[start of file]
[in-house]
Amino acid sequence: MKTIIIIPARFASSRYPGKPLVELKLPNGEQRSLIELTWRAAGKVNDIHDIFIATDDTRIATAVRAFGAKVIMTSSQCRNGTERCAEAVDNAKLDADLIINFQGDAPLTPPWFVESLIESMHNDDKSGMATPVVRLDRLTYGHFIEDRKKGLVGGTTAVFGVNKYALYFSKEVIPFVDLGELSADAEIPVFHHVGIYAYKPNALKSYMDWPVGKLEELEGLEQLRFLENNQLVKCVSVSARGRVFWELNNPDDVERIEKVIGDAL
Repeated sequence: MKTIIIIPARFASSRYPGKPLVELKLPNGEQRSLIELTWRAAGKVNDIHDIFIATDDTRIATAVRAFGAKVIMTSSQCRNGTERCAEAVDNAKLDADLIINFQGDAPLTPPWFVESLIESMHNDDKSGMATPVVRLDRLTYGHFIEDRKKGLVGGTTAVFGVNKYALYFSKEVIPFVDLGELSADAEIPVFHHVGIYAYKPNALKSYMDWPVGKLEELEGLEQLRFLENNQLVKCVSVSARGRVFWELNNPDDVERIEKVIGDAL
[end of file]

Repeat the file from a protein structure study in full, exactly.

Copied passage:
[in-house]
Amino acid sequence: MKTIIIIPARFASSRYPGKPLVELKLPNGEQRSLIELTWRAAGKVNDIHDIFIATDDTRIATAVRAFGAKVIMTSSQCRNGTERCAEAVDNAKLDADLIINFQGDAPLTPPWFVESLIESMHNDDKSGMATPVVRLDRLTYGHFIEDRKKGLVGGTTAVFGVNKYALYFSKEVIPFVDLGELSADAEIPVFHHVGIYAYKPNALKSYMDWPVGKLEELEGLEQLRFLENNQLVKCVSVSARGRVFWELNNPDDVERIEKVIGDAL
Repeated sequence: MKTIIIIPARFASSRYPGKPLVELKLPNGEQRSLIELTWRAAGKVNDIHDIFIATDDTRIATAVRAFGAKVIMTSSQCRNGTERCAEAVDNAKLDADLIINFQGDAPLTPPWFVESLIESMHNDDKSGMATPVVRLDRLTYGHFIEDRKKGLVGGTTAVFGVNKYALYFSKEVIPFVDLGELSADAEIPVFHHVGIYAYKPNALKSYMDWPVGKLEELEGLEQLRFLENNQLVKCVSVSARGRVFWELNNPDDVERIEKVIGDAL